I did it. I thought it would be impossible but I made a rich, lathering, moisture-rich, sudsy, bubbly, and lovely soap that contains zero palm oil. Palm oil is a very delicate subject. It is both a soapmaker’s dream and their worst nightmare at the same time. Palm oil is ideal for making a very nice bar of soap. It is semi solid at room temperature and it is renowned for producing big, fluffy, wonderful lather. So what’s the problem? Well, if you are like I was up until recently, you might think people were nuts to not embrace palm oil. That was until I read the articles on NPR, Wikipedia, and countless other sources. To sum it up, palm oil harvesting involves chopping down mass quantities of perfectly healthy trees, never replanting them, destroying the land and displacing or killing endangered species like orangutans and Sumatran white tigers, releasing large quantities of carbon into the air, and furthering global warming. I will have no part in this dirty soapmaking now that I am fully aware of the true light of palm oil. Watch out for palm oil in some of your favorite packaged foods, too, as it is used far more widely in the food industry than it ever was in soap or cosmetics. Now we can all be proud to be clean AND green with palm oil free soaps! So it’s official: I have completely rewritten my soap recipe and I now completely exclude any palm oil from any of my products. Time to celebrate! The first soap I made palm free was my Lavender Orange, which is nearly sold out already. Pure Patchouli soap with ground oatmeal for extra soft skin and Lavender Fields soap also with oatmeal are ready on August 1, 2013. I will have to make more soaps this weekend, and practically every weekend for a good long while. Through using other soapmaker’s soaps that were palm-free, I thought it would never be possible to get a wonderfully fluffy lather without palm. I tried some soap from another soapmaker (no names will be mentioned ever) and it only produced slime when I washed my hands with it. SLIME! Absolutely no lather. My hopes were lost at first. But in the end, I tried my hardest to write a wonderful lathery soap recipe and it is really paying off. Goodbye, palm oil and hello big lather! Who knew? I am so very happy.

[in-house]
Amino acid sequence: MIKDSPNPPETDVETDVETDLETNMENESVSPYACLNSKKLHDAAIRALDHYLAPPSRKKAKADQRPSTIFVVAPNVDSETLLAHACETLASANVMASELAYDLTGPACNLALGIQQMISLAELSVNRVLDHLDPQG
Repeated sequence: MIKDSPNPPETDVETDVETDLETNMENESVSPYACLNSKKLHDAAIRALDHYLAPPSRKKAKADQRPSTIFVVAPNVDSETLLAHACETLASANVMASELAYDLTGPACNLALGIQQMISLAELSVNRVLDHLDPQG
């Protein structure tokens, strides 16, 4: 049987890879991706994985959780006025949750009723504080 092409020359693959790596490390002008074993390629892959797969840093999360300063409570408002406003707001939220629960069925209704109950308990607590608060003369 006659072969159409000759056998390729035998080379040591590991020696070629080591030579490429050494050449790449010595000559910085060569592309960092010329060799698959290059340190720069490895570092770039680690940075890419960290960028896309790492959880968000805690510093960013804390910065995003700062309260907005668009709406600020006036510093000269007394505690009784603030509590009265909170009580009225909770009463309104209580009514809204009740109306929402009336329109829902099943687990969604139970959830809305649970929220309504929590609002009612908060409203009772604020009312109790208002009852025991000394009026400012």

Exactly 4 weeks ago, I set out to make my very first swirl soap using rose-colored kaolin clay. I was beyond excited and could barely wait until TODAY. Today is the exact day that the soaps became fully cured and ready for use. Today is the day I got to try my new swirl soap. Did it lather? Oh yes it sure did quite a bit! Does it seem moisturizing enough considering the clay content? Again a definite yes! I think by mixing the clay with avocado oil before introducing it into the soap really helps to boost the moisture content. Does the multiple essential oil blend smell great? It’s wonderful, woodsy, uplifting, and bright! In fact, when I tried this new soap today, my husband was home and nearby. I tried the soap, decided it was pretty awesome, and said to my husband, “Here try this” and handed him the soap. About 60 seconds later he was saying, “I like this soap; it’s manly.” I consider that a big compliment.